Because they seem so personal and individual, I'm attracted to novels written in blogs, diaries, and letters. You really feel as though the writing comes directly from the blogger's heart. Ceci Radford's wonderful first novel A Surrey State of Affairs provides hundreds of delightful escapades while involving you with a cast of peculiar though mostly likeable characters.
Here's the plot in a nutshell: on the advice of Rupert, her IT consultant son, a middle-aged married suburbanite named Constance begins a blog where she tells of exciting and not-so-exciting events in her life. She doesn't work outside the home and has a surly eastern European housemaid named Natalie. Constance's main hobbies are throwing dinner parties (including faux detective ones), visiting her Mom in a nursing home, and improving her skills as a competitive church bell ringer. (Who knew Brits even competed at this?)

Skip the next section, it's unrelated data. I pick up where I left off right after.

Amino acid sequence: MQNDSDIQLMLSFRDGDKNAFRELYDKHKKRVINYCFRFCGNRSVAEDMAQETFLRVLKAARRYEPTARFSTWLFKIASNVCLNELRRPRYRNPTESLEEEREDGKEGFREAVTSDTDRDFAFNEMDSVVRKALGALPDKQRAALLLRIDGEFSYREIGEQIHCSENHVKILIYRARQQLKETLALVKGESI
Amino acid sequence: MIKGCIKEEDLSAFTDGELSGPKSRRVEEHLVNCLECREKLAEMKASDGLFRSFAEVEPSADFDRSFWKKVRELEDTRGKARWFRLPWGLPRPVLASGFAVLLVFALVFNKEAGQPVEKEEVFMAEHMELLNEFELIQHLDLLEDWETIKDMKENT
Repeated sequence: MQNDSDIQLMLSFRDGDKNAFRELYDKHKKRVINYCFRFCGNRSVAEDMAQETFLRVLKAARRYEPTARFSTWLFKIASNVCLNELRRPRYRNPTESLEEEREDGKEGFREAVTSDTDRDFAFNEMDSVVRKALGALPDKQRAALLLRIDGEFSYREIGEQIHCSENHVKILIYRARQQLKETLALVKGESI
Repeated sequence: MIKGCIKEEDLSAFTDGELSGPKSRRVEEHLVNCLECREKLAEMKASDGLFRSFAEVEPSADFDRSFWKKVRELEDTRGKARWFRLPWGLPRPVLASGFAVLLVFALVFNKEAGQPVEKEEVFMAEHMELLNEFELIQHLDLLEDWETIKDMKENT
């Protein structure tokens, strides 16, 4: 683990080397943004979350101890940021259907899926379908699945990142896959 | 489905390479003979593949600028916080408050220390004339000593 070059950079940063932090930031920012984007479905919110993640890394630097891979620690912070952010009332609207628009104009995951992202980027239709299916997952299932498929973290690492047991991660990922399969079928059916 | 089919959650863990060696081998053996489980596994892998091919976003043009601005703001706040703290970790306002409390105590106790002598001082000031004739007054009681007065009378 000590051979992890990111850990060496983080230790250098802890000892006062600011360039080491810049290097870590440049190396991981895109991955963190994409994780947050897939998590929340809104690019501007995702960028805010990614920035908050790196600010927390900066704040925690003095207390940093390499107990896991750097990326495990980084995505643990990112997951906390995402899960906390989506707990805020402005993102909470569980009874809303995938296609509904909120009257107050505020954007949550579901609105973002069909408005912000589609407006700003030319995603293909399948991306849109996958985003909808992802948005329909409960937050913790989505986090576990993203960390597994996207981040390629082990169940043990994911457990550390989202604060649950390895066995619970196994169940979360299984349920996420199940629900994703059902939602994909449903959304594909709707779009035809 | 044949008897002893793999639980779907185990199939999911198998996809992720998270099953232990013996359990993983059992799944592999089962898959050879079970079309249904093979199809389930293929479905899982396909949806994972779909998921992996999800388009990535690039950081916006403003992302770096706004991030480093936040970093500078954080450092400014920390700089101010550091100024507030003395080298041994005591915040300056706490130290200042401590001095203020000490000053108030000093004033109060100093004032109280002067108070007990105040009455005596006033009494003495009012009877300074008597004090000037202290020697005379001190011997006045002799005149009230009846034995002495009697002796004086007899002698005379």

Pretty soon, you discover that she is also heavily involved in matchmaking: the aforementioned son with the minister's daughter and also with a bell-ringer's child. Did anyone accidentally give out her son's address to a gentle stalker?
While Constance learns the nitty gritty of posting blogs, she entertains her husband's burly Russian guest who has nasty spats with Natalie, and then takes off with Sophie. Oh Sophie! I failed to mention Constance's 18 year old surly daughter who is on her gap year counting fish in France but comes home often for non-talking visits with Mom.